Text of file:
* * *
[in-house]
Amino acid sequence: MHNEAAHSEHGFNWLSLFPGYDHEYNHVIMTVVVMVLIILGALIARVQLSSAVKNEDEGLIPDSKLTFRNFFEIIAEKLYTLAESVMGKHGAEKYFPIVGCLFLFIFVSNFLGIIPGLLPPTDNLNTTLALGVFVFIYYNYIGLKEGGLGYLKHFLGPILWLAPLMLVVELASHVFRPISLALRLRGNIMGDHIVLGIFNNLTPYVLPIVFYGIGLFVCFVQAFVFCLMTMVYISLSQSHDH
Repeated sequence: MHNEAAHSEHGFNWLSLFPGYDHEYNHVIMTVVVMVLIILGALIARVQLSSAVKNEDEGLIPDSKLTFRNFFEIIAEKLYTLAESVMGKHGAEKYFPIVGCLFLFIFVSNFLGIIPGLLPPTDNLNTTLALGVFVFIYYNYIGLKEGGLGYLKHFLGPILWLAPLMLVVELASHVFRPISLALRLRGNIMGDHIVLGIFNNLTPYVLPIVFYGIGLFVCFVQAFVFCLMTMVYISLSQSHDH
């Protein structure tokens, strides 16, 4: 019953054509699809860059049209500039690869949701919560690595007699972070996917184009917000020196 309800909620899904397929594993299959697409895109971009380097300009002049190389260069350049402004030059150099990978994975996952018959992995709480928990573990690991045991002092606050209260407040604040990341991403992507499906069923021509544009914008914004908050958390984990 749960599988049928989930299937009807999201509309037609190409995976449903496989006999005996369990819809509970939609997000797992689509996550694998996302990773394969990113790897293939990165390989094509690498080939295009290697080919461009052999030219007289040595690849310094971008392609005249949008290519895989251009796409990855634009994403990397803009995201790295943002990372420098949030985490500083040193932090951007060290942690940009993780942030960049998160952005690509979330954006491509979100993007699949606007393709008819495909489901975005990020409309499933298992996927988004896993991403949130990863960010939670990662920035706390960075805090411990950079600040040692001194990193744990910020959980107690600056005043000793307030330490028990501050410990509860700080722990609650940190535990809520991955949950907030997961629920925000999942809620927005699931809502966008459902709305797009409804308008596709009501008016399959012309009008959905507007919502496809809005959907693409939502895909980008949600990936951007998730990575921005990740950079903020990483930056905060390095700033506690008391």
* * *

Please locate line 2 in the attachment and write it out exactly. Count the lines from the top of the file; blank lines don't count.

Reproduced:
Amino acid sequence: MHNEAAHSEHGFNWLSLFPGYDHEYNHVIMTVVVMVLIILGALIARVQLSSAVKNEDEGLIPDSKLTFRNFFEIIAEKLYTLAESVMGKHGAEKYFPIVGCLFLFIFVSNFLGIIPGLLPPTDNLNTTLALGVFVFIYYNYIGLKEGGLGYLKHFLGPILWLAPLMLVVELASHVFRPISLALRLRGNIMGDHIVLGIFNNLTPYVLPIVFYGIGLFVCFVQAFVFCLMTMVYISLSQSHDH